Tag Archives: Mobile Services

Learn about AWS Services & Solutions – January AWS Online Tech Talks

Post Syndicated from Robin Park original https://aws.amazon.com/blogs/aws/learn-about-aws-services-solutions-january-aws-online-tech-talks/

AWS Tech Talks

Happy New Year! Join us this January to learn about AWS services and solutions. The AWS Online Tech Talks are live, online presentations that cover a broad range of topics at varying technical levels. These tech talks, led by AWS solutions architects and engineers, feature technical deep dives, live demonstrations, customer examples, and Q&A with AWS experts. Register Now!

Note – All sessions are free and in Pacific Time.

Tech talks this month:

Containers

January 22, 2019 | 9:00 AM – 10:00 AM PTDeep Dive Into AWS Cloud Map: Service Discovery for All Your Cloud Resources – Learn how to increase your application availability with AWS Cloud Map, a new service that lets you discover all your cloud resources.

Data Lakes & Analytics

January 22, 2019 | 1:00 PM – 2:00 PM PT– Increase Your Data Engineering Productivity Using Amazon EMR Notebooks – Learn how to develop analytics and data processing applications faster with Amazon EMR Notebooks.

Enterprise & Hybrid

January 29, 2019 | 1:00 PM – 2:00 PM PTBuild Better Workloads with the AWS Well-Architected Framework and Tool – Learn how to apply architectural best practices to guide your cloud migration.

IoT

January 29, 2019 | 9:00 AM – 10:00 AM PTHow To Visually Develop IoT Applications with AWS IoT Things Graph – See how easy it is to build IoT applications by visually connecting devices & web services.

Mobile

January 21, 2019 | 11:00 AM – 12:00 PM PTBuild Secure, Offline, and Real Time Enabled Mobile Apps Using AWS AppSync and AWS Amplify – Learn how to easily build secure, cloud-connected data-driven mobile apps using AWS Amplify, GraphQL, and mobile-optimized AWS services.

Networking

January 30, 2019 | 9:00 AM – 10:00 AM PTImprove Your Application’s Availability and Performance with AWS Global Accelerator – Learn how to accelerate your global latency-sensitive applications by routing traffic across AWS Regions.

Robotics

January 29, 2019 | 11:00 AM – 12:00 PM PTUsing AWS RoboMaker Simulation for Real World Applications – Learn how AWS RoboMaker simulation works and how you can get started with your own projects.

Security, Identity & Compliance

January 23, 2019 | 1:00 PM – 2:00 PM PTCustomer Showcase: How Dow Jones Uses AWS to Create a Secure Perimeter Around Its Web Properties – Learn tips and tricks from a real-life example on how to be in control of your cloud security and automate it on AWS.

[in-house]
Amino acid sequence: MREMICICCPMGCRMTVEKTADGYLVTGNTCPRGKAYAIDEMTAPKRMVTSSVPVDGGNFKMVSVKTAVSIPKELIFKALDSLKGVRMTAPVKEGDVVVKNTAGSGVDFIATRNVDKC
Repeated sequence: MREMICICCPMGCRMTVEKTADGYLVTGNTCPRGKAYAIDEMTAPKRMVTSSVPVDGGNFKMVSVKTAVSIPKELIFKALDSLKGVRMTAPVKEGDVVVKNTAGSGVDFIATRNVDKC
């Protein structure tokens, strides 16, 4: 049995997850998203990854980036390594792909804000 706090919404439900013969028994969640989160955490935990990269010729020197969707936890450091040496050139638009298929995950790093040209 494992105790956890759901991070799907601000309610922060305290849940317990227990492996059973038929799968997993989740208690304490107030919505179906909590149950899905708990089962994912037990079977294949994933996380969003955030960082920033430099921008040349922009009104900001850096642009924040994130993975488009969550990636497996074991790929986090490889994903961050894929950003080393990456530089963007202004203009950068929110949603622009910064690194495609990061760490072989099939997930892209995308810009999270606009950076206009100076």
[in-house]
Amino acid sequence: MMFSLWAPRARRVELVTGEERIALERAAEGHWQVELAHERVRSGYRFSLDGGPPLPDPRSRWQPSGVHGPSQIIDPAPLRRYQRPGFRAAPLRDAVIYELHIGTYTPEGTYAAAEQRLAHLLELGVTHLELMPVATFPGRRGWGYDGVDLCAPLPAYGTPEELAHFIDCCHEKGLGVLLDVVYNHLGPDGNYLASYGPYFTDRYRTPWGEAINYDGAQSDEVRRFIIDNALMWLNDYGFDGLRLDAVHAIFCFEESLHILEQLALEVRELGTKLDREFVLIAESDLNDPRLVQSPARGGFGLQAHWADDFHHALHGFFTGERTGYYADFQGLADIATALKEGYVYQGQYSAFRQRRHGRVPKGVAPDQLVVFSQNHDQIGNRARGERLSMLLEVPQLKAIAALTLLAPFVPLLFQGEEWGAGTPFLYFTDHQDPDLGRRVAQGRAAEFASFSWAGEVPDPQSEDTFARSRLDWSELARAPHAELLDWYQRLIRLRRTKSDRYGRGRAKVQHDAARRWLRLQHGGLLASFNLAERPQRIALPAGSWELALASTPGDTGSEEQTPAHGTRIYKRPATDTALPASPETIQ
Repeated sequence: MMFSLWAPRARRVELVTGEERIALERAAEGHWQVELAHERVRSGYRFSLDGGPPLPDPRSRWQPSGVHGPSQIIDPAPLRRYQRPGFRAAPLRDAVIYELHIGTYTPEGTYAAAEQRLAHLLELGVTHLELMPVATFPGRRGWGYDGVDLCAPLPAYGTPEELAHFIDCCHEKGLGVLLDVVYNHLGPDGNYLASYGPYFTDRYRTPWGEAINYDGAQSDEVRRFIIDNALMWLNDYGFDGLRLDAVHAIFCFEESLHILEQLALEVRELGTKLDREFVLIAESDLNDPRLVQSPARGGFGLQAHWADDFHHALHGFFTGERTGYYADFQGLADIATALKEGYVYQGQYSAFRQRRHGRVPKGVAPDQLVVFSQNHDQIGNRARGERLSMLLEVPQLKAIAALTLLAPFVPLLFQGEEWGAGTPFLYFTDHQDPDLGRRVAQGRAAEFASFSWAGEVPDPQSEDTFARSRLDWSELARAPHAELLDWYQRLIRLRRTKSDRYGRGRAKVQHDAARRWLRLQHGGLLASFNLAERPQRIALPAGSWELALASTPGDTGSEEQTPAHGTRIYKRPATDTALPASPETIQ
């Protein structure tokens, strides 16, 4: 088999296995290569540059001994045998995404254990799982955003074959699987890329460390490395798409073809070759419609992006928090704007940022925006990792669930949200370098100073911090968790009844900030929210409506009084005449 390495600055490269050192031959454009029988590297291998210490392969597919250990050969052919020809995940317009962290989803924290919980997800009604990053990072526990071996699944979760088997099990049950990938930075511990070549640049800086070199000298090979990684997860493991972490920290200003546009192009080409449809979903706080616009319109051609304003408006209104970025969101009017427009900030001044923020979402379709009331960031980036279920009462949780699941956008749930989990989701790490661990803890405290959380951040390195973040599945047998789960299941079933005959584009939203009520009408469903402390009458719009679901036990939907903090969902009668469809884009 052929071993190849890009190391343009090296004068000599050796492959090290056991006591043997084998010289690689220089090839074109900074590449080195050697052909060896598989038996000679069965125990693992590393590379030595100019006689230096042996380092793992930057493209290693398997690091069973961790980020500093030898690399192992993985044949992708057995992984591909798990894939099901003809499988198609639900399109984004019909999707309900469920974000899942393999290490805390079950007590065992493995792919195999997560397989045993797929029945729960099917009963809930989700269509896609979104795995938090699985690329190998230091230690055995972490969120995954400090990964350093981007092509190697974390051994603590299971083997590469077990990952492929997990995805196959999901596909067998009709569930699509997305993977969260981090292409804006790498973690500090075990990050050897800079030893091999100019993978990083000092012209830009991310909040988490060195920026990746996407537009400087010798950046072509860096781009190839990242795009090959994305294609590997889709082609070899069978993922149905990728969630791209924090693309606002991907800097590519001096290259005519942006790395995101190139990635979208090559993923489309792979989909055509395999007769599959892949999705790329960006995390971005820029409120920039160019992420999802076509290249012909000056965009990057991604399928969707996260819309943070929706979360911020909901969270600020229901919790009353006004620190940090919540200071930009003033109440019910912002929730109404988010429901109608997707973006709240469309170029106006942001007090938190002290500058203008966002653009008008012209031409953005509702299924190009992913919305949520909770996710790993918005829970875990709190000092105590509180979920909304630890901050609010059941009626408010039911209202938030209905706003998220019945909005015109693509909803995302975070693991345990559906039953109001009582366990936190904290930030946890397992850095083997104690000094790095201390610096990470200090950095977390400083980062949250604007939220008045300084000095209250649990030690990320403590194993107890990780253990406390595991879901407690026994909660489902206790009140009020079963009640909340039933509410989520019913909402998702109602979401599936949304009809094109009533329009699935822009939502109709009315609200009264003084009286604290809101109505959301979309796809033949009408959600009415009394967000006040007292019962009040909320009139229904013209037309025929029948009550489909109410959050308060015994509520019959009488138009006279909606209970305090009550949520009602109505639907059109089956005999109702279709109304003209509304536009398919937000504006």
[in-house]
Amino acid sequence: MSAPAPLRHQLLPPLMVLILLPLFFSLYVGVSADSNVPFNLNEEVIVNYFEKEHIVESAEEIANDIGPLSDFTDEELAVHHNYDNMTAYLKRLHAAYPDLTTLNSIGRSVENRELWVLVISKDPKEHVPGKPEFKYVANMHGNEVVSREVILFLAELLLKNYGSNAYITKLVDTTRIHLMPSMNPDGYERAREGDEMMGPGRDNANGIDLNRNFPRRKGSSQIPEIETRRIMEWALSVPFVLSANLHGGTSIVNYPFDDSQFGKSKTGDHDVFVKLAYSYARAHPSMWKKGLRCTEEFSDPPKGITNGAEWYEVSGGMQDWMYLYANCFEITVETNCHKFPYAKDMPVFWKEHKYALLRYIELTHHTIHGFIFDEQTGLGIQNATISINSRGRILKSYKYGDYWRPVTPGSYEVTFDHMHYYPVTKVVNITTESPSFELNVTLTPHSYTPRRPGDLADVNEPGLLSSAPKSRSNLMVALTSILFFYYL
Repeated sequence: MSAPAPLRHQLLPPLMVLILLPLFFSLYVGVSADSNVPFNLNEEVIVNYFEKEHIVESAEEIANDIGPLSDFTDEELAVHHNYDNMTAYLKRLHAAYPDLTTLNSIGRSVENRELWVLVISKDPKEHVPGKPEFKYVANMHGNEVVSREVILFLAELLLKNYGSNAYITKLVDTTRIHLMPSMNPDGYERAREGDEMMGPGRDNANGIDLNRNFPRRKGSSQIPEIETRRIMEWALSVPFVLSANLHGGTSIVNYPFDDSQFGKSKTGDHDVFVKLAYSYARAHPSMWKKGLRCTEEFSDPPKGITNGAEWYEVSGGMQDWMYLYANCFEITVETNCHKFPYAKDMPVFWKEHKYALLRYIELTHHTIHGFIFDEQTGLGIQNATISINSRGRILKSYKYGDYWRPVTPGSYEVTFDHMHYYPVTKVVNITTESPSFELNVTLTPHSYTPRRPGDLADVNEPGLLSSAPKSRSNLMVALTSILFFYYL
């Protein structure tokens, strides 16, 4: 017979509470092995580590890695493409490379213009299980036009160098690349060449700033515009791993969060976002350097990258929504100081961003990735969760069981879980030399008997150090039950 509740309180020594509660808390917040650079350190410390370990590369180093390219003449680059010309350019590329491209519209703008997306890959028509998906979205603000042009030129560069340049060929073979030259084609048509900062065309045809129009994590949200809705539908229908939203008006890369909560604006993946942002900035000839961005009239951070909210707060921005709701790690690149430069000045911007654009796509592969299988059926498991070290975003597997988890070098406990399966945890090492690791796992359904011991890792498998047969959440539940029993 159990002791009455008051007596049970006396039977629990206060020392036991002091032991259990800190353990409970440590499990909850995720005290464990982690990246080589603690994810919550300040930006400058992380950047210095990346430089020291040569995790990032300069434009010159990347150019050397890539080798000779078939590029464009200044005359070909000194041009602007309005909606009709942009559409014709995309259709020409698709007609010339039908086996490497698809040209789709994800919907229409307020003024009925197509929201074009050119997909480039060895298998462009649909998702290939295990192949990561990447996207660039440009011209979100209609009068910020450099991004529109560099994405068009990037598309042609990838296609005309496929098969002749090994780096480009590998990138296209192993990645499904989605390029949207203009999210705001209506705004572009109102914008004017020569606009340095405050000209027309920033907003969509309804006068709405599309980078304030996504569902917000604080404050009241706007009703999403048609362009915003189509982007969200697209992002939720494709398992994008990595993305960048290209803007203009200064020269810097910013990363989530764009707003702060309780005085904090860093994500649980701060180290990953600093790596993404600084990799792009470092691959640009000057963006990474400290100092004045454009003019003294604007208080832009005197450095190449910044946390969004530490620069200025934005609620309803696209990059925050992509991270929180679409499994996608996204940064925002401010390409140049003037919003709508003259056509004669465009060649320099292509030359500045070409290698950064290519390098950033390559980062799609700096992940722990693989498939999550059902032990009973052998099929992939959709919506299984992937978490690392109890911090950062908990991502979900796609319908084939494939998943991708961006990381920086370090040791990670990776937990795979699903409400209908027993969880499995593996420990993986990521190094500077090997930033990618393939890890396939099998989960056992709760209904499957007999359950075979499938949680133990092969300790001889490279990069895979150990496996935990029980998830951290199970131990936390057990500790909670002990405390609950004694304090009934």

January 30, 2019 | 11:00 AM – 12:00 PM PTIntroducing AWS Key Management Service Custom Key Store – Learn how you can generate, store, and use your KMS keys in hardware security modules (HSMs) that you control.

Serverless

January 31, 2019 | 9:00 AM – 10:00 AM PT Nested Applications: Accelerate Serverless Development Using AWS SAM and the AWS Serverless Application Repository – Learn how to compose nested applications using the AWS Serverless Application Model (SAM), SAM CLI, and the AWS Serverless Application Repository.

January 31, 2019 | 11:00 AM – 12:00 PM PTDeep Dive Into Lambda Layers and the Lambda Runtime API – Learn how to use Lambda Layers to enable re-use and sharing of code, and how you can build and test Layers locally using the AWS Serverless Application Model (SAM).

Storage

January 28, 2019 | 11:00 AM – 12:00 PM PTThe Amazon S3 Storage Classes – Learn about the Amazon S3 Storage Classes and how to use them to optimize your storage resources.

January 30, 2019 | 1:00 PM – 2:00 PM PTDeep Dive on Amazon FSx for Windows File Server: Running Windows on AWS – Learn how to deploy Amazon FSx for Windows File Server in some of the most common use cases.

Learn about AWS – November AWS Online Tech Talks

Post Syndicated from Robin Park original https://aws.amazon.com/blogs/aws/learn-about-aws-november-aws-online-tech-talks/

AWS Tech Talks

AWS Online Tech Talks are live, online presentations that cover a broad range of topics at varying technical levels. Join us this month to learn about AWS services and solutions. We’ll have experts online to help answer any questions you may have.

Featured this month! Check out the tech talks: Virtual Hands-On Workshop: Amazon Elasticsearch Service – Analyze Your CloudTrail Logs, AWS re:Invent: Know Before You Go and AWS Office Hours: Amazon GuardDuty Tips and Tricks.

Register today!

Note – All sessions are free and in Pacific Time.

Tech talks this month:

AR/VR

November 13, 2018 | 11:00 AM – 12:00 PM PTHow to Create a Chatbot Using Amazon Sumerian and Sumerian Hosts – Learn how to quickly and easily create a chatbot using Amazon Sumerian & Sumerian Hosts.

Compute

November 19, 2018 | 11:00 AM – 12:00 PM PTUsing Amazon Lightsail to Create a Database – Learn how to set up a database on your Amazon Lightsail instance for your applications or stand-alone websites.

November 21, 2018 | 09:00 AM – 10:00 AM PTSave up to 90% on CI/CD Workloads with Amazon EC2 Spot Instances – Learn how to automatically scale a fleet of Spot Instances with Jenkins and EC2 Spot Plug-In.

Containers

November 13, 2018 | 09:00 AM – 10:00 AM PTCustomer Showcase: How Portal Finance Scaled Their Containerized Application Seamlessly with AWS Fargate – Learn how to scale your containerized applications without managing servers and cluster, using AWS Fargate.

November 14, 2018 | 11:00 AM – 12:00 PM PTCustomer Showcase: How 99designs Used AWS Fargate and Datadog to Manage their Containerized Application – Learn how 99designs scales their containerized applications using AWS Fargate.

November 21, 2018 | 11:00 AM – 12:00 PM PTMonitor the World: Meaningful Metrics for Containerized Apps and Clusters – Learn about metrics and tools you need to monitor your Kubernetes applications on AWS.

Data Lakes & Analytics

November 12, 2018 | 01:00 PM – 01:45 PM PTSearch Your DynamoDB Data with Amazon Elasticsearch Service – Learn the joint power of Amazon Elasticsearch Service and DynamoDB and how to set up your DynamoDB tables and streams to replicate your data to Amazon Elasticsearch Service.